kimura byol lemoine

Through an anti-racism and anti-oppression-focused artist-in-residence program, this research aims to test new strategies, grounded in contemporary artistic practices and gallery-based education, for promoting anti-racism, anti-oppression, and transformative action on university campuses. This will lead to innovative approaches for developing learning materials and resources that promote social and cultural attitudes and behaviours that actively counter racism and oppression. The project will promote intercultural dialogues about anti-racism and anti-oppression through and with art, reducing societal barriers in arts and culture, and contributing to a new public narrative.

Three artist residencies are at the centre of this project. We are pleased to announce that the first residency will be with kimura byol lemoine

Poja-Gi: Diasporic Gestures

kimura byol lemoine

The artist invites publics to visit zer and talk about their diasporic realities. (In English / en français / konglishee)

A. Wilfrid Johns Gallery

University of Victoria, MacLaurin Building (Wing A)

Artist Residency: February 26 – March 3, 10am – 4pm

Artist talk and film screening: Saturday March 2, 2pm – 3:30pm

The talk will be in the gallery and online. You can access the zoom link here.

In Korean, POJA means “let’s look”. Deriving from the Korean word TAE GEUK GI (Tae meaning largeness and Geuk meaning eternity), GI is the name given to the red and blue circle on the Korean flag. When written as one word, POJAGI refers to an assembly of leftover fabrics – a type of traditional Korean patchwork. This title is a play on words, referring to diasporic histories and to the gestures that are unconsciously or consciously learned in new territories of emigration.

During this artist residency, kimura byol lemoine invites publics to visit zer and talk about their diasporic realities, whether international or domestic. With willing participants, lemoine will document the interactions with 100-second videos, illustrations, audio, zines, or photographic portraits of gestures that represent experiences of moving away. 100 art objects representing these encounters will fill the gallery, creating a poja-gi of stories and gestures of diasporic realities.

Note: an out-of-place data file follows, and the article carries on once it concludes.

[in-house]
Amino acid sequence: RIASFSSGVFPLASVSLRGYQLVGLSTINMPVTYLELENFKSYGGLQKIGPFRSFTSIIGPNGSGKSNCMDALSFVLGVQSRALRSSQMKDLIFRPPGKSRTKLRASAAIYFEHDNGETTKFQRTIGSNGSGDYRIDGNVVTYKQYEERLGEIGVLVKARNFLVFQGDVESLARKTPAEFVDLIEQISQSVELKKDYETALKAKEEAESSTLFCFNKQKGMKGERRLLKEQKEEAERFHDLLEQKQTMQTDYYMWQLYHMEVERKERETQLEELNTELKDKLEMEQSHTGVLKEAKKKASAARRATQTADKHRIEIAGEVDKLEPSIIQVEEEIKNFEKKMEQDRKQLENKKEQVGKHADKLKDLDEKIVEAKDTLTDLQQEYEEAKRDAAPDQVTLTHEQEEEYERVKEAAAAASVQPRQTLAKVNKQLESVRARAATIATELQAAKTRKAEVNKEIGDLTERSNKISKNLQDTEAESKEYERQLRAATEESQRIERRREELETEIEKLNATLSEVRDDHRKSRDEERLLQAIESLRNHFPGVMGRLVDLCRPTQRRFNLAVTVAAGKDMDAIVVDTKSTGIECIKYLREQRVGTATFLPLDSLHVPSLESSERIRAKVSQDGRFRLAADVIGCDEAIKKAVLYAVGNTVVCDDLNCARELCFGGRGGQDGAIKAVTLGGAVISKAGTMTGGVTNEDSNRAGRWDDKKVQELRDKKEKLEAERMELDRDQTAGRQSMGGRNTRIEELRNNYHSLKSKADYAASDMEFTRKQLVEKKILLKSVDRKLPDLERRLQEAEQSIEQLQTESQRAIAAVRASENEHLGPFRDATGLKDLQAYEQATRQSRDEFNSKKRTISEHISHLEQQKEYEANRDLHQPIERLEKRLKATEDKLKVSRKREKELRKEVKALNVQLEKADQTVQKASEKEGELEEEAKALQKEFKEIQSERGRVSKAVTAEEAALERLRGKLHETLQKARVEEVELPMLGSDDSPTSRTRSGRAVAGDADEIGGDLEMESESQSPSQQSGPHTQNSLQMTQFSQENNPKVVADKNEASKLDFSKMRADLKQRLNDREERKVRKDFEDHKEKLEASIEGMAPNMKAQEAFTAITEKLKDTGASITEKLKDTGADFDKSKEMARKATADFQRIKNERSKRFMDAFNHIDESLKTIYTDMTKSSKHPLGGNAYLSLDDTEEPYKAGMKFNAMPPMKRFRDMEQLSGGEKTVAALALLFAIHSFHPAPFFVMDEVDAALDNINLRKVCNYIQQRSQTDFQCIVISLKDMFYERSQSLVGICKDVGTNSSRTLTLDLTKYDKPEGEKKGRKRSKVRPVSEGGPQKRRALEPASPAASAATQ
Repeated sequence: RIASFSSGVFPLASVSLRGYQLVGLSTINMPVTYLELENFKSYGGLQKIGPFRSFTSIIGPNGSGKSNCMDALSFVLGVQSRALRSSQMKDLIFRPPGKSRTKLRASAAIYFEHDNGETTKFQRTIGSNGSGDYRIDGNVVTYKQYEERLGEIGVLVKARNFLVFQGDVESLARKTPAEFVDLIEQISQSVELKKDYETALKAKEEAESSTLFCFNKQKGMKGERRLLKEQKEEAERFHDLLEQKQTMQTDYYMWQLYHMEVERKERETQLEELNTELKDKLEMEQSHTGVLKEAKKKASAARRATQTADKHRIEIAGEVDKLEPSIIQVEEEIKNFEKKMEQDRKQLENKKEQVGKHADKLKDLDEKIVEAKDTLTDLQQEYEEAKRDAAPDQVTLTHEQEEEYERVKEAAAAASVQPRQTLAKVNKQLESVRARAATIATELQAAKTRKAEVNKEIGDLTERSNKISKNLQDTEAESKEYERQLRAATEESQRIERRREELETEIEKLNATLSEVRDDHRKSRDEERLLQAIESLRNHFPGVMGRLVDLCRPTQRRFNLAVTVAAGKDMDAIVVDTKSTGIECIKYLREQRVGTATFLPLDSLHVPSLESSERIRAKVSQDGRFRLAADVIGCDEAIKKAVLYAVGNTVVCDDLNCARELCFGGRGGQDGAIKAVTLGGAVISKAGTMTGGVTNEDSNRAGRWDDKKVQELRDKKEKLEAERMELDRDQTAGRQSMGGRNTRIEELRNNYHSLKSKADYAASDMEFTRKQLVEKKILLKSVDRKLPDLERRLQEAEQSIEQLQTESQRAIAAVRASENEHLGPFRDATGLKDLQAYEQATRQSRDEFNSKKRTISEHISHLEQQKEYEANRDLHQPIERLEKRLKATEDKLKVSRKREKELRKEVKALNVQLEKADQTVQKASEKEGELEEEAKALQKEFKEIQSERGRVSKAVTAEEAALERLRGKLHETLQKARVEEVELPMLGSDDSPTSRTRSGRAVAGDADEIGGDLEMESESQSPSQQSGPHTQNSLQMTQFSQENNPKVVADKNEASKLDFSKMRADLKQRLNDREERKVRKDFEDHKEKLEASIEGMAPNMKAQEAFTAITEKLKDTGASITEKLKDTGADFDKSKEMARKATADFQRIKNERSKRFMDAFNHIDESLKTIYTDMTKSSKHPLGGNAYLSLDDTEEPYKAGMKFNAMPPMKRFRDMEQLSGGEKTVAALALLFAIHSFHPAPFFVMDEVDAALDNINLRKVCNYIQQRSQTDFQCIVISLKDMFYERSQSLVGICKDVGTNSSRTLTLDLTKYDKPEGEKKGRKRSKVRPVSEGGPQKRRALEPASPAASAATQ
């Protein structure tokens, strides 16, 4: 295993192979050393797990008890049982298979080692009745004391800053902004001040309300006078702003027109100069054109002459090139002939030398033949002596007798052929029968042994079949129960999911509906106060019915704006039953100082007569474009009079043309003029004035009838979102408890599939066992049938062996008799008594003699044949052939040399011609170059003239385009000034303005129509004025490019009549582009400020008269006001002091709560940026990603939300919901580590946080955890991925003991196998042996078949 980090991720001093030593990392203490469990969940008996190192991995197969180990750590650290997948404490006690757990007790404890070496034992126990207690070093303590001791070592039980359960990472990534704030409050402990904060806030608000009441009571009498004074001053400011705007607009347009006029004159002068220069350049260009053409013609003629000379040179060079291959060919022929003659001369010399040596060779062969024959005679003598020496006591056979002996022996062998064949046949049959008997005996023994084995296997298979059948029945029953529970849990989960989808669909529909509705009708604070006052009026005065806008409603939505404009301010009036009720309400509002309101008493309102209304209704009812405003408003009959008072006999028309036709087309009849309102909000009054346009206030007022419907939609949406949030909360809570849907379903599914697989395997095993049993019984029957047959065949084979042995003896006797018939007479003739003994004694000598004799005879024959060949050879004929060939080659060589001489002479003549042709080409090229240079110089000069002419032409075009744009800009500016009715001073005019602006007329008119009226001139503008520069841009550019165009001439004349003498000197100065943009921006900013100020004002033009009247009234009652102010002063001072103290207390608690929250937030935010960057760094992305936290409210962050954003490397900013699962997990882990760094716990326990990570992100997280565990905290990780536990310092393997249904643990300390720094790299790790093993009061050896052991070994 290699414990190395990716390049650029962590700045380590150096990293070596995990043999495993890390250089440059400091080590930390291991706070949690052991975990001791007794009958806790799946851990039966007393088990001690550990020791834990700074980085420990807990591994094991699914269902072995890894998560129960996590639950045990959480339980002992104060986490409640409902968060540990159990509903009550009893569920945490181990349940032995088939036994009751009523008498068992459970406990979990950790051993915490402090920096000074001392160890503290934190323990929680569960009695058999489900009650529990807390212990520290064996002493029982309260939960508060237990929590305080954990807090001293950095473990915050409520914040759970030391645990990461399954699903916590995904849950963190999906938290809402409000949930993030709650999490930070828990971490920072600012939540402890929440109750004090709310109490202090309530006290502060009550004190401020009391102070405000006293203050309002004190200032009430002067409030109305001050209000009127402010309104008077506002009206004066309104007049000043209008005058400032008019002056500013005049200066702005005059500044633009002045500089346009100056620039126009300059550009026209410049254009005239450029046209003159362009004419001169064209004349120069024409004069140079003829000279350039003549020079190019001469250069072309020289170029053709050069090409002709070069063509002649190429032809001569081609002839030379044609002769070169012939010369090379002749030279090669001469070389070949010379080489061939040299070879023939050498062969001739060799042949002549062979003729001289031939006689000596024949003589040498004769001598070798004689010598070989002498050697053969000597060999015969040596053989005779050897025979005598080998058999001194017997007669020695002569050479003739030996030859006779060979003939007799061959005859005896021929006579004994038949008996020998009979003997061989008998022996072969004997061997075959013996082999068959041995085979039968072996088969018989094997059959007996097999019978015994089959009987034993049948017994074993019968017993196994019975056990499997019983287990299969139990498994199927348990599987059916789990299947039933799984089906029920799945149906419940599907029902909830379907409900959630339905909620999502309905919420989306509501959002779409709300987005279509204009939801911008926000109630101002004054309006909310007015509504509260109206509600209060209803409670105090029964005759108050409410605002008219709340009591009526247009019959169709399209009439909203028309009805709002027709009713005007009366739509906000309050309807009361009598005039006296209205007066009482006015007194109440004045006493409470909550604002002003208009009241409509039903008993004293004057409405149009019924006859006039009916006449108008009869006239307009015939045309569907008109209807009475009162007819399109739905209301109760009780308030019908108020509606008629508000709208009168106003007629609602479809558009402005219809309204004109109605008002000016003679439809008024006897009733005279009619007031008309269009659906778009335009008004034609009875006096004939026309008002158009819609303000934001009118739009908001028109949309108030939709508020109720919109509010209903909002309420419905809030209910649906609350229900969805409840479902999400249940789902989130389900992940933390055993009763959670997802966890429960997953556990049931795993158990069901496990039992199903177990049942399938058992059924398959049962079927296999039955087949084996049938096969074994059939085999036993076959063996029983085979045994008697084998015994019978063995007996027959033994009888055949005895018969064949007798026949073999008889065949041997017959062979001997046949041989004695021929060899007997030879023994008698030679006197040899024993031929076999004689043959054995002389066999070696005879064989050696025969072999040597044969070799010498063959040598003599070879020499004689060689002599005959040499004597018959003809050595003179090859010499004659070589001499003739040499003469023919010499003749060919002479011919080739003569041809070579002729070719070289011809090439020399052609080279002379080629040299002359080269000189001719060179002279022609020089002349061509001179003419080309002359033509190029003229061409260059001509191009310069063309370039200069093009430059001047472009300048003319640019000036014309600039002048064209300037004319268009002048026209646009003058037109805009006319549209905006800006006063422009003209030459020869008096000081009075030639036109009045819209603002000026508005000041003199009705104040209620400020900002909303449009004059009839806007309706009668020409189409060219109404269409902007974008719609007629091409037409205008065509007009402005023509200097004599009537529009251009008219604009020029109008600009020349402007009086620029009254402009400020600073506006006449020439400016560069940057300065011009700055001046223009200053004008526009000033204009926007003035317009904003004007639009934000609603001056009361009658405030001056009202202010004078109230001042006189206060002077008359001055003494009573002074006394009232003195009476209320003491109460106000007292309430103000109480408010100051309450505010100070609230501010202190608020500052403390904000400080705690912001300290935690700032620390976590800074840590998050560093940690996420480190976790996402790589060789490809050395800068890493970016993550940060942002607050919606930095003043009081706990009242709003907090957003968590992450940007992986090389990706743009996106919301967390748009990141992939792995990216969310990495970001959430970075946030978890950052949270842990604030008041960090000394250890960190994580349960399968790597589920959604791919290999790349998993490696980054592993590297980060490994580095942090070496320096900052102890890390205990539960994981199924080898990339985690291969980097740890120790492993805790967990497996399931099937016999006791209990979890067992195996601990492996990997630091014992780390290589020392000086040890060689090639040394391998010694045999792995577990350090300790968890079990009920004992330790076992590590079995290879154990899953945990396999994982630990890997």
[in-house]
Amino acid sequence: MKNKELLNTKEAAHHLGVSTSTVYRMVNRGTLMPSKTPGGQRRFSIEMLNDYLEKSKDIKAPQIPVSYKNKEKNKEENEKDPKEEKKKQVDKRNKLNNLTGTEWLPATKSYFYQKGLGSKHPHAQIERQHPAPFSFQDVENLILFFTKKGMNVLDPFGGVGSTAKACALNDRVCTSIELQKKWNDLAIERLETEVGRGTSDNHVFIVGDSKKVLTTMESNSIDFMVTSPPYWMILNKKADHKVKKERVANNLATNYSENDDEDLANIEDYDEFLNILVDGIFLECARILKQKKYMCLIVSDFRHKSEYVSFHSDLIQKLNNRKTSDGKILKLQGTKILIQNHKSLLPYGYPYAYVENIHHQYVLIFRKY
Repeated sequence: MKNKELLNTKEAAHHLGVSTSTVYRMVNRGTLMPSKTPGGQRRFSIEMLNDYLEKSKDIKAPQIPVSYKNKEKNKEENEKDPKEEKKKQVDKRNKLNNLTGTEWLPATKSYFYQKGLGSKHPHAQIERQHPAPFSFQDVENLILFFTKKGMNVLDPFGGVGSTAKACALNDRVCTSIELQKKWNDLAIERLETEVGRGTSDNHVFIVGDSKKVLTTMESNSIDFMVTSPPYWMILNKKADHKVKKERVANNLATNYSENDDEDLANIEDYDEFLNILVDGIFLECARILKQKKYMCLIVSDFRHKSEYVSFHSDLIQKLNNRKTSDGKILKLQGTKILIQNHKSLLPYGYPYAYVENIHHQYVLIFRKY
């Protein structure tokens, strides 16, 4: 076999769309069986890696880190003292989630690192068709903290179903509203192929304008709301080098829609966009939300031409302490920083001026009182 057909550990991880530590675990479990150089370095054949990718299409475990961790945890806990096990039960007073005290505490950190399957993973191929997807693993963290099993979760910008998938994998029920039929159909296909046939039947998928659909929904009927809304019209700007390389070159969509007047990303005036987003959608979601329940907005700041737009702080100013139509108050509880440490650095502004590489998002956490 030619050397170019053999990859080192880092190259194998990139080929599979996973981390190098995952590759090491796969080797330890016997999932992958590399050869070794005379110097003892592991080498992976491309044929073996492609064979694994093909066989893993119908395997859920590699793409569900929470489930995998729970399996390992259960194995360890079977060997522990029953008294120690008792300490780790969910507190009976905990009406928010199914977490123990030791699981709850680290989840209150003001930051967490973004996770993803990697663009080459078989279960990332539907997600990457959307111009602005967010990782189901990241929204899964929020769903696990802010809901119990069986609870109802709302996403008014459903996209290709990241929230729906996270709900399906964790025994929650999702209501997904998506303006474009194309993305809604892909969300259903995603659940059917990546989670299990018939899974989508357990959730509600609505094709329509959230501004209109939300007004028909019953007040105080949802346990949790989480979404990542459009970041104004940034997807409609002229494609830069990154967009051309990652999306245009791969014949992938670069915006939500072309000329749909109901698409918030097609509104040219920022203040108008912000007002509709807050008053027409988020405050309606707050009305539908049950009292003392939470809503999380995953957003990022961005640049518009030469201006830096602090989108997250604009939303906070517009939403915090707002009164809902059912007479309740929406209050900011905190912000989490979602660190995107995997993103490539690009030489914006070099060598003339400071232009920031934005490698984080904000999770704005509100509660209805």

kimura byol lemoine is a conceptual multimedia feminist artist and activist. Using calligraphy, painting, digital work, poetry, video, and collaborative practices, kimura*lemoine works with themes of identity (diaspora, ethnicity, colourism, post-colonialism, immigration, and gender). Zer experiences as a Korean-born adoptee are central to zer practice. kimura*lemoine’s work has been widely exhibited, screened, and published nationally and internationally. Ze is the recipient of numerous awards, including the Prix Powerhouse from La Centrale, and grants, including Montréal Arts Interculturels, the Conseil des arts et lettres du Québec, and the Canada Council for the Arts. With zer activist work, kimura*lemoine has co-founded and contributed to numerous initiatives, including the Euro-Korean League, the Network of Korean International Adoptee Artists, and the Adoptees Cultural Archives.


The exhibition is part of a research project (Artistic approaches to anti-racism and anti-oppression: Artists and university students engaging in transformative action in a campus gallery)* conducted by Natasha S. Reid, Natalie LeBlanc, and Michelle Wiebe (Assistant Professors, Art Education, Dept. of Curriculum & Instruction). This research is investigating how participatory artistic practices can assist in situating a university gallery as a community site for learning about ant-racism and anti-oppression. If you choose to contribute to the artwork in this exhibition, your contributions will be included in the documentation, analysis, and dissemination of the research.

As part of the research, unidentifiable photographs, drawings, and videos of participants will be taken throughout the exhibition. If an identifiable image is accidentally taken, the image will be edited to remove identifying information (i.e., blurring, blocking, or cropping faces) or deleted.

The researchers are also looking for individuals who are interested in participating in a 30- to 45-min. interview or responding to a questionnaire, which will examine their experiences with the exhibition.

You can learn more about this research project by clicking the button below.

If you have any questions about the research project or kimura’s residency, please contact Natasha ( or 250-721-7896), Natalie ( or 250-721-7895), or Michelle ( or 250-721-7894).

If you are interested in participating in kimura’s residency, please download the consent form by clicking the button below. After you fill out the form, please contact the research assistant, Shadi Moalem Bajestani, and email it to her at (

Artist Residency

Artist Talk and Film Screening

Artist’s Work

This residency is part of the Artistic approaches to anti-racism and anti-oppression: Artists and university students engaging in transformative action in a campus gallery which is supported in part by funding from the Social Sciences and Humanities Research Council.